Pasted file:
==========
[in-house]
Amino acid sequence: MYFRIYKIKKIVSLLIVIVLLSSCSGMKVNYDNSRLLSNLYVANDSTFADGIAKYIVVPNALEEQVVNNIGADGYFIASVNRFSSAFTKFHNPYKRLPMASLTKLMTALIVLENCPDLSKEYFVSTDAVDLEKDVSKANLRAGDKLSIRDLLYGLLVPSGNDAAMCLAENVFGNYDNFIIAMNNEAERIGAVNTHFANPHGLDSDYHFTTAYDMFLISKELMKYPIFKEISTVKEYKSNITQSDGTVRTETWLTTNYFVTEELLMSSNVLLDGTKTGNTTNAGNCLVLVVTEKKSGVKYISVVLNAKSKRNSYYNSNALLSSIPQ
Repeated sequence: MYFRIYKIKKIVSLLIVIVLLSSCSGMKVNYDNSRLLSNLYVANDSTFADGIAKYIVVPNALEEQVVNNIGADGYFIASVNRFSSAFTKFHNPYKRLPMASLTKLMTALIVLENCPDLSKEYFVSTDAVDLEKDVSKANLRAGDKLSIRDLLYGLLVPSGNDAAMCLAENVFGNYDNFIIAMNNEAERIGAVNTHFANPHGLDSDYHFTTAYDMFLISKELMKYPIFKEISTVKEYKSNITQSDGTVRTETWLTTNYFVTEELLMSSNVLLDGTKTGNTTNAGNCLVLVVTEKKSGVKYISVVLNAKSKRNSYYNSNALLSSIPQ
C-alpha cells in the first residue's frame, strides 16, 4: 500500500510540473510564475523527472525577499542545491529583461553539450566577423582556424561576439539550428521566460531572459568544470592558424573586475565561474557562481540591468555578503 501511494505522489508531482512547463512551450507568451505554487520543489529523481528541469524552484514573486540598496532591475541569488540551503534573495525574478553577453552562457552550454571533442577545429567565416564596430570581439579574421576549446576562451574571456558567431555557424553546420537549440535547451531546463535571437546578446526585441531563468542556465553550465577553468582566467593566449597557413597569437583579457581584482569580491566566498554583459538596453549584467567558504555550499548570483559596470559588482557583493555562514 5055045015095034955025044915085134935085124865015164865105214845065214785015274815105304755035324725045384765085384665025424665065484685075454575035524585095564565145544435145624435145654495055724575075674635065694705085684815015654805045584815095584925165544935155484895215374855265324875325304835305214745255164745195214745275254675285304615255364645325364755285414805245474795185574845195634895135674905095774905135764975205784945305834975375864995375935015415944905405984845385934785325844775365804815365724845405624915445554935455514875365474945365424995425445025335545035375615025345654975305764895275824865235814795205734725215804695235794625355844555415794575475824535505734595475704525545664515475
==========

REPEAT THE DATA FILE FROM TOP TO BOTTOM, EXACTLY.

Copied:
[in-house]
Amino acid sequence: MYFRIYKIKKIVSLLIVIVLLSSCSGMKVNYDNSRLLSNLYVANDSTFADGIAKYIVVPNALEEQVVNNIGADGYFIASVNRFSSAFTKFHNPYKRLPMASLTKLMTALIVLENCPDLSKEYFVSTDAVDLEKDVSKANLRAGDKLSIRDLLYGLLVPSGNDAAMCLAENVFGNYDNFIIAMNNEAERIGAVNTHFANPHGLDSDYHFTTAYDMFLISKELMKYPIFKEISTVKEYKSNITQSDGTVRTETWLTTNYFVTEELLMSSNVLLDGTKTGNTTNAGNCLVLVVTEKKSGVKYISVVLNAKSKRNSYYNSNALLSSIPQ
Repeated sequence: MYFRIYKIKKIVSLLIVIVLLSSCSGMKVNYDNSRLLSNLYVANDSTFADGIAKYIVVPNALEEQVVNNIGADGYFIASVNRFSSAFTKFHNPYKRLPMASLTKLMTALIVLENCPDLSKEYFVSTDAVDLEKDVSKANLRAGDKLSIRDLLYGLLVPSGNDAAMCLAENVFGNYDNFIIAMNNEAERIGAVNTHFANPHGLDSDYHFTTAYDMFLISKELMKYPIFKEISTVKEYKSNITQSDGTVRTETWLTTNYFVTEELLMSSNVLLDGTKTGNTTNAGNCLVLVVTEKKSGVKYISVVLNAKSKRNSYYNSNALLSSIPQ
C-alpha cells in the first residue's frame, strides 16, 4: 500500500510540473510564475523527472525577499542545491529583461553539450566577423582556424561576439539550428521566460531572459568544470592558424573586475565561474557562481540591468555578503 501511494505522489508531482512547463512551450507568451505554487520543489529523481528541469524552484514573486540598496532591475541569488540551503534573495525574478553577453552562457552550454571533442577545429567565416564596430570581439579574421576549446576562451574571456558567431555557424553546420537549440535547451531546463535571437546578446526585441531563468542556465553550465577553468582566467593566449597557413597569437583579457581584482569580491566566498554583459538596453549584467567558504555550499548570483559596470559588482557583493555562514 5055045015095034955025044915085134935085124865015164865105214845065214785015274815105304755035324725045384765085384665025424665065484685075454575035524585095564565145544435145624435145654495055724575075674635065694705085684815015654805045584815095584925165544935155484895215374855265324875325304835305214745255164745195214745275254675285304615255364645325364755285414805245474795185574845195634895135674905095774905135764975205784945305834975375864995375935015415944905405984845385934785325844775365804815365724845405624915445554935455514875365474945365424995425445025335545035375615025345654975305764895275824865235814795205734725215804695235794625355844555415794575475824535505734595475704525545664515475